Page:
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Saturday, April 12, 2014

Burns in children……





Fluid resuscitation in pediatric population

Doc, are burns in small children more serious than in adults? Also please tell how does the resuscitation of burn patients differ in adults and in children?
Milnarnake p,
Sri Lanka.

Management of burns in children differs significantly from that in adults. This is because the fluid loss in burns depends on the total body surface area that is burnt and the calculation of the body surface area is different in adults and children. When compared to adults it has been found that children have larger head and smaller thighs. Thus while in adults the head is taken as 9 percent in a newborn or infant it is 20 percent TBSA. Similarly the lower limbs account for 18 percent in adults, however in an infant it accounts for only 13 percent TBSA, since the infant has a smaller limb size compared to adults in proportion to the head. Again the upper limbs account for 9 percent each in adults, but in children this is only eight percent. In adults the front and back of the body or trunk account for 18 percent but in infants it is 20 percent.
Thus in an infant
Head – 20
Both upper limbs – 8x2=16
Both lower limbs 13x2=26
Back of trunk -18-20
Front of trunk – 18-20
This all approximates to about 100 percent
To get the most accurate calculation in children the Lund and Browder chart should be used.


Urine output/hour which is one of the most important clinical parameter in monitoring burn patients should be 1 ml/hr in children as compared to adults (0.5 ml/hr). Children who are over 50 kg should be managed as adults for calculating the fluid requirement. Minor burns in children (less than 10% usually do not need any fluid resuscitation as the body can handle this fluid loss. However children with over 10% burns need fluid resuscitation as compared to adults over 15%. The requirements in children are higher and most centers add maintenance fluids to their resuscitation formula.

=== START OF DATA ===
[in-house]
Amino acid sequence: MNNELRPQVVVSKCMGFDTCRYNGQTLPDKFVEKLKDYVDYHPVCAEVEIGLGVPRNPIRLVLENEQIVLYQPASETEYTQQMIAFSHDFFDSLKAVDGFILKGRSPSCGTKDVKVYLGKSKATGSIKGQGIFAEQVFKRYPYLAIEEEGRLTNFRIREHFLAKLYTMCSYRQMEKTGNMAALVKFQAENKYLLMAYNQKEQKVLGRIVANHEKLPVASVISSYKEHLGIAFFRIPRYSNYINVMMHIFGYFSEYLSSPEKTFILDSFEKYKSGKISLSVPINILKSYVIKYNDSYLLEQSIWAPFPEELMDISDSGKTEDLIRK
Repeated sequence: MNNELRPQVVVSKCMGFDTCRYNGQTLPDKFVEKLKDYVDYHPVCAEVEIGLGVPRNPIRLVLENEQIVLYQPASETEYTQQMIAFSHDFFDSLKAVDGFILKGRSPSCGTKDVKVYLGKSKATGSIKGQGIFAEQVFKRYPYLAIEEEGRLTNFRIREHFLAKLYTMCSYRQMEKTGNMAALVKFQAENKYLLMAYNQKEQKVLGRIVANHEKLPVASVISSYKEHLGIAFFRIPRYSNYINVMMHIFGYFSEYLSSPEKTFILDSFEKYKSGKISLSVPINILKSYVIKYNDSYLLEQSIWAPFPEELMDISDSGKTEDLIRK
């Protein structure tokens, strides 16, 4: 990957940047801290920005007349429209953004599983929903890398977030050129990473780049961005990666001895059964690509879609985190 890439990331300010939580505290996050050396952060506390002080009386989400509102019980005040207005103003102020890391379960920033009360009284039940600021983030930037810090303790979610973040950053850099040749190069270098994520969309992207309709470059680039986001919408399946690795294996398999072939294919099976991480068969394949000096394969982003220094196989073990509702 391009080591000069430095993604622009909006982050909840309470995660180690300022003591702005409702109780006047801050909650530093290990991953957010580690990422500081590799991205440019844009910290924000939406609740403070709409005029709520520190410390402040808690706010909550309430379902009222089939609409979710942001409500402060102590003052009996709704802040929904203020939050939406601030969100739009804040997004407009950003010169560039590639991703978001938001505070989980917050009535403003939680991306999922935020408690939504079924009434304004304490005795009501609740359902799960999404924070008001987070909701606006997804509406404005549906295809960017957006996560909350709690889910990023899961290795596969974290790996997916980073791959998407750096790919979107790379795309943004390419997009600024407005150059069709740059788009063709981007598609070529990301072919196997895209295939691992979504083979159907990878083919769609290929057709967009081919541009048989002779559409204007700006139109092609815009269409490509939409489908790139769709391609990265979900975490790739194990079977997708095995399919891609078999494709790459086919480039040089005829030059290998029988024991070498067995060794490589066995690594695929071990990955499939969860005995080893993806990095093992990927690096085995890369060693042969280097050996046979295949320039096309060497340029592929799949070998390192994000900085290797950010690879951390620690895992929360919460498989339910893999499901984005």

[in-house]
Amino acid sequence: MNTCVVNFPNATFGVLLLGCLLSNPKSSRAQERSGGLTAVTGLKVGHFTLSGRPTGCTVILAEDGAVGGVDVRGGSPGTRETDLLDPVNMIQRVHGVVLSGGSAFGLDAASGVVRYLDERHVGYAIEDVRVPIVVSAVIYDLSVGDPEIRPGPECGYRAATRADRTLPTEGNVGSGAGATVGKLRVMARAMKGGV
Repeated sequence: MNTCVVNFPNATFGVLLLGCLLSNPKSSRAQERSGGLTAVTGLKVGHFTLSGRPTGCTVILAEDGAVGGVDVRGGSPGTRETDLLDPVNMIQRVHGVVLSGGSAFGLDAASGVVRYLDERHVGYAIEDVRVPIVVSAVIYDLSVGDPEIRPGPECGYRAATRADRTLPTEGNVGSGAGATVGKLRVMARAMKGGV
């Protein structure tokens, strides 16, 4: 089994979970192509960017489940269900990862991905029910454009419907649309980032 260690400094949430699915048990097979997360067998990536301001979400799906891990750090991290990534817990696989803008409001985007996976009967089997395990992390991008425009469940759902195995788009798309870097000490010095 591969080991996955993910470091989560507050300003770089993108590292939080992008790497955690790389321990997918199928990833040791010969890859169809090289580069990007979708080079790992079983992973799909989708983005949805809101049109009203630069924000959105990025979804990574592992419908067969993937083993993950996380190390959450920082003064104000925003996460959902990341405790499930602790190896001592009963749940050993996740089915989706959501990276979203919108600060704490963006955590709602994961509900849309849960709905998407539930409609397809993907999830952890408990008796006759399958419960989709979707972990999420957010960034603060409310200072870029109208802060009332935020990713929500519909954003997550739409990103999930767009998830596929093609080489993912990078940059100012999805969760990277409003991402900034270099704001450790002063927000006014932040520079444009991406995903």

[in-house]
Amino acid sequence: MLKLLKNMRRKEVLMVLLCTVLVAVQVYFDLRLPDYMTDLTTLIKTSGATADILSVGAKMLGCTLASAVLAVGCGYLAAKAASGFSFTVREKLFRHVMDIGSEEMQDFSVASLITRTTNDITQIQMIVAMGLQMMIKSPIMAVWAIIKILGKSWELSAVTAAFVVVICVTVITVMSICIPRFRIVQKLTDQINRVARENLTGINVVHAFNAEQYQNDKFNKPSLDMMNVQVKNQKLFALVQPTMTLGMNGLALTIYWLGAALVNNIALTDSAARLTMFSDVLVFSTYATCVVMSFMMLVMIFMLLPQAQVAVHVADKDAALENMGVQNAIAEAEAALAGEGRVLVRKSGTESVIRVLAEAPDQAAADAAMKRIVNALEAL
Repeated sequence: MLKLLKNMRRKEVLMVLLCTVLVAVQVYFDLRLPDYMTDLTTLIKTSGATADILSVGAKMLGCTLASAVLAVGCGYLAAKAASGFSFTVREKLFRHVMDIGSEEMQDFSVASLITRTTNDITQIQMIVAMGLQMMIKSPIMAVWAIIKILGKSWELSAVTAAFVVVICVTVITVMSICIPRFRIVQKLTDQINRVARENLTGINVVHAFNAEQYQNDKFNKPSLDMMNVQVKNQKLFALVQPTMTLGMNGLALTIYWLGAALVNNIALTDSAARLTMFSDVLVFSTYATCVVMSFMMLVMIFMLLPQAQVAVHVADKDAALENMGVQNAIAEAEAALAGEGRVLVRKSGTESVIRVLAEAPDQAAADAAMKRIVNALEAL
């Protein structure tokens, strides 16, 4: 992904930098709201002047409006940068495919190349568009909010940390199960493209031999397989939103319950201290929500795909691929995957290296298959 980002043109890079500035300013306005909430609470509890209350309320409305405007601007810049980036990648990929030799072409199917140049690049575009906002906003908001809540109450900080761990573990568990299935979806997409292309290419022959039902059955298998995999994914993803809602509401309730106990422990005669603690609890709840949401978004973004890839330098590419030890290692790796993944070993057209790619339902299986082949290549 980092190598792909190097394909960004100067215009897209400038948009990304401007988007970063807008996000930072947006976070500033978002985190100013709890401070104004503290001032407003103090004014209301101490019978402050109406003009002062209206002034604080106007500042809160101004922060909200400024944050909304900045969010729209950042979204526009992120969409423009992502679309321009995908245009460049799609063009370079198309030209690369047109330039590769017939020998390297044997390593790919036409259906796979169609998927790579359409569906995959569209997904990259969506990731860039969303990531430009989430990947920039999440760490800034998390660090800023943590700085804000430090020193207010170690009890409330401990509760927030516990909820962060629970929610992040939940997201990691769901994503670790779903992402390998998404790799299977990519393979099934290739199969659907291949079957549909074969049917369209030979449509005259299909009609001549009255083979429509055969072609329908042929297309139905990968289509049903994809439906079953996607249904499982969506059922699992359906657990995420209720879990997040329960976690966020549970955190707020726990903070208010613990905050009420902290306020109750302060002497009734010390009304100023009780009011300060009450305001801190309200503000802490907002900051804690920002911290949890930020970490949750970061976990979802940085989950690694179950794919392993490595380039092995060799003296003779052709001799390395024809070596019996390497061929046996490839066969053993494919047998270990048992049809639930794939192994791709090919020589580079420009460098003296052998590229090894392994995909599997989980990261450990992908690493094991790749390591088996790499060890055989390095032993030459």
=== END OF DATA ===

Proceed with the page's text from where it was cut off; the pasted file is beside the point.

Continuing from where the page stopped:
It is interesting to note that if the parkland formula as used in adults
 i.e. 4x %TBSA x body weight is used in children, the fluid calculated will be inadequate and therefore a modified parkland formula is used in children-
3 x %TBSA x body wt + daily maintenance fluid requirements

How do we calculate the daily fluid requirement in a child? Here’s a simple method:
First 10 kg- 100ml/kg
Second 10 kg- 50ml/kg
Rest of kgs- 20 ml/hr
This is the total maintenance fluid requirement for 24 hrs and this is divided by 24 or 25 to get the per hour calculation

Imagine a child with 25 kg- what is the maintenance fluid requirement for 24 hrs?
First 10 kg- 100ml/kg i.e.  10x100 =1000ml
Second 10 kg- 50ml/kg i.e. 10 x50= 500ml
Rest of kgs- 20 ml/hr i.e.      5x 20= 100ml
                                      Total = 1600ml for 24 hours

This maintenance fluid should be added to the burn fluid requirement – say for example this 25 kg child had 25 percent TBSA burn
i.e. using parkland formula
3x 25x 25
=1875ml add the maintenance 1600 ml
Total= 3475ml in 24 hrs
Divide by 2= 1738 ml in first 8 hrs or divide this by 8= 217 ml each hr for the first 8 hrs
For the next sixteen hrs the fluid will be 1738/16 i.e. 108ml per hour for the next sixteen hours.

This is only a calculation done as a guideline and should not be rigidly adhered to. We at asktheburnsurgeon are comfortable with the modified parkland formula and the fluid requirements as done above. We also add a small dose of albumin or fresh frozen plasma from the second eight hours to help build up the oncotic pressure that is lowered due to loss of plasma proteins.

Urine output in adult burn patients should be around 0.5ml/kg/hr- 1ml/kg/hr
In children this should be around 1ml/kg/hr
Therefore a 25kg child should produce at least 25 ml urine per hour
While in an adult of 50 kg a urine output of 25-30ml would be just acceptable

The clinical parameters and the urine output per hour should be kept in mind and the fluid requirement can be increased or decreased to maintain all the clinical parameters in the normal range. The monitoring should be done as in adults.
Children are more susceptible to burn shock and therefore IV access should be rapidly obtained. Rarely an interosseus live may be needed when these lines cannot be obtained. Glucose levels should be frequently checked since hepatic glycogen levels are limited in children, and addition of D5 Ringer lactate solution can help in preventing troublesome hypoglycemia.

 (An original initiative in burn care and education from asktheburnsurgeon++)

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